In recent years, there’s been a major push toward making all things, including sports, more accessible for those who have different abilities than the average person. In the hockey world, this includes making play possible for players who may be deaf, blind, or have other special needs. While hockey, like all things, still has a way to go on many fronts in this area, it has made some major and impressive strides for deaf players.
An Entire Organization
One great organization that exists is the American Hearing Impaired Hockey Association, which focuses heavily on making learning and playing the sport of hockey possible and more accessible for athletes who are deaf or hard of hearing. The United States is very fortunate to have such an organization, and hopefully many more, which target other needs, will be developed in the future.
Making Changes at the Individual Level
However, even those players not involved with this organization deserve the chance to play, just as all young athletes do. Coaches are encouraged to educate themselves on how to work with people with different abilities.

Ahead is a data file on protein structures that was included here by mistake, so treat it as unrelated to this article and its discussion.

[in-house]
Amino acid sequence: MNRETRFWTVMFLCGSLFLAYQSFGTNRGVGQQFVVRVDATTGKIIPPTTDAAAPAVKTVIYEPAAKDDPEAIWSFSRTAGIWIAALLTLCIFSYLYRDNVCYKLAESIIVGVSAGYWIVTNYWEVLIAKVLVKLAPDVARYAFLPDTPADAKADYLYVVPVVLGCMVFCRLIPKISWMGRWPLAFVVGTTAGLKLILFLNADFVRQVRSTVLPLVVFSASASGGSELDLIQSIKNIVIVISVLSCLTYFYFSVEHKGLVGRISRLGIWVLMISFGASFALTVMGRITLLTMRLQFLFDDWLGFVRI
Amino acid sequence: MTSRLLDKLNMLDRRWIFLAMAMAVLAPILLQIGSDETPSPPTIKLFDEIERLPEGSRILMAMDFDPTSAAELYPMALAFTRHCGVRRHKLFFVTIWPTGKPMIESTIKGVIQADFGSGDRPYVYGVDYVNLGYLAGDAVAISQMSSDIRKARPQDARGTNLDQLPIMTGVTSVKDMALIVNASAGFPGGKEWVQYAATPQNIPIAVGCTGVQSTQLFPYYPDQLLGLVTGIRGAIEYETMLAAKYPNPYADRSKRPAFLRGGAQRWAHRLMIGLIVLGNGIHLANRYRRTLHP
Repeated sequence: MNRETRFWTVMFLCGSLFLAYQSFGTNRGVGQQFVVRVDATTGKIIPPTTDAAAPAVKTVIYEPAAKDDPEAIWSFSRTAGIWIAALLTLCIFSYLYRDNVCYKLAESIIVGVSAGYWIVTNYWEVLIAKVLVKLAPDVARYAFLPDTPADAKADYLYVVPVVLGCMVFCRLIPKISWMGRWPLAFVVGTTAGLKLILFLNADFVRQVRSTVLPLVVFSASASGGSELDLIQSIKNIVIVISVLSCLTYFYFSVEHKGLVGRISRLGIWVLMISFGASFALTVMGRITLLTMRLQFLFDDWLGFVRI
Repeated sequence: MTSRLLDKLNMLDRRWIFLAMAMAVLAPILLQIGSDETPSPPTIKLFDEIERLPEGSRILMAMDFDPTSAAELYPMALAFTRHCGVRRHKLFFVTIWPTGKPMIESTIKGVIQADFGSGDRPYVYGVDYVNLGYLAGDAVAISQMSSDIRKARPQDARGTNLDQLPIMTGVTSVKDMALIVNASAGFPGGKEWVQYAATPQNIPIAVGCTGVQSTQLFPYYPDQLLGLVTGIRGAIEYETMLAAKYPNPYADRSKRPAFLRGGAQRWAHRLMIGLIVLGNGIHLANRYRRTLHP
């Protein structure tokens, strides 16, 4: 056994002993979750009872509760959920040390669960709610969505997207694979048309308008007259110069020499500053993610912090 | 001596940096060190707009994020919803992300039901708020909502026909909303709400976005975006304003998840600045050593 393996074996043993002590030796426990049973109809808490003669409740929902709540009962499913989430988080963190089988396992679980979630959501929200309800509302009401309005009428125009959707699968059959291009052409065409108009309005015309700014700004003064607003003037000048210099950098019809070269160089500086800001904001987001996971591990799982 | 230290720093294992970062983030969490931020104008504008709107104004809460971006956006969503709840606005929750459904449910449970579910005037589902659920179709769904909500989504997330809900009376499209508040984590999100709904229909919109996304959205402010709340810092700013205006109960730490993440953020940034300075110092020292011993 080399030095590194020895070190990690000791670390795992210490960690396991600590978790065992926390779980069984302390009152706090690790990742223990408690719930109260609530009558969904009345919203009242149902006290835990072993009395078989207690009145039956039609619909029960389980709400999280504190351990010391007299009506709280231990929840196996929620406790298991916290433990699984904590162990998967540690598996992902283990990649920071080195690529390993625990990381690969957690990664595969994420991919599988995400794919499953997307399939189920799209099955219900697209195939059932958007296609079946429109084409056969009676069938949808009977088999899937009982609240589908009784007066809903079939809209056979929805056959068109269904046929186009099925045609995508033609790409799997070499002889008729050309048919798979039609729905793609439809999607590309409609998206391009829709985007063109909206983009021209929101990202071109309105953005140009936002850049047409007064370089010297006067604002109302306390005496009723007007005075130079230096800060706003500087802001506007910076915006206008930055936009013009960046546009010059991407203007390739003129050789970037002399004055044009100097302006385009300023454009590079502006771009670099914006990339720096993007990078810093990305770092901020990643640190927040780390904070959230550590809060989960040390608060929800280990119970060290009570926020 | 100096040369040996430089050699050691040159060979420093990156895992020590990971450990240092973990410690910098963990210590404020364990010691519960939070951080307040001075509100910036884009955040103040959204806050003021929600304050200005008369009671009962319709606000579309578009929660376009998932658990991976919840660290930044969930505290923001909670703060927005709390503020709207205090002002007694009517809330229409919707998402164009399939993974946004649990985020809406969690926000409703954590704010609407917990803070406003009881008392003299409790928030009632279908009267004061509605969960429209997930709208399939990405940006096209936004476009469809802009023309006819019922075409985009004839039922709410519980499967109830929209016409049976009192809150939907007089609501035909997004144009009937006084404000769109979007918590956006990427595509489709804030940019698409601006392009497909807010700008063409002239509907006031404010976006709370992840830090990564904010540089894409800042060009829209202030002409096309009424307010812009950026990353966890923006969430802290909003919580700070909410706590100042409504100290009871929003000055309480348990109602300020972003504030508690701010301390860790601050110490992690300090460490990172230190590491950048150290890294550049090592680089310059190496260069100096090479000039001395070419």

In terms of deaf athletes, coaches should learn to use non-verbal communication, such as gestures, looks, and even sign language as much as possible. This will help not only deaf players but those who tend to be visual learners.
In addition to educating coaches, players should also be taught to deal with diverse groups of people, including the deaf. Ultimately, hockey, like all sports, should be accessible for all. Making it so simply requires people who are willing to learn, grow, and accommodate all needs and abilities.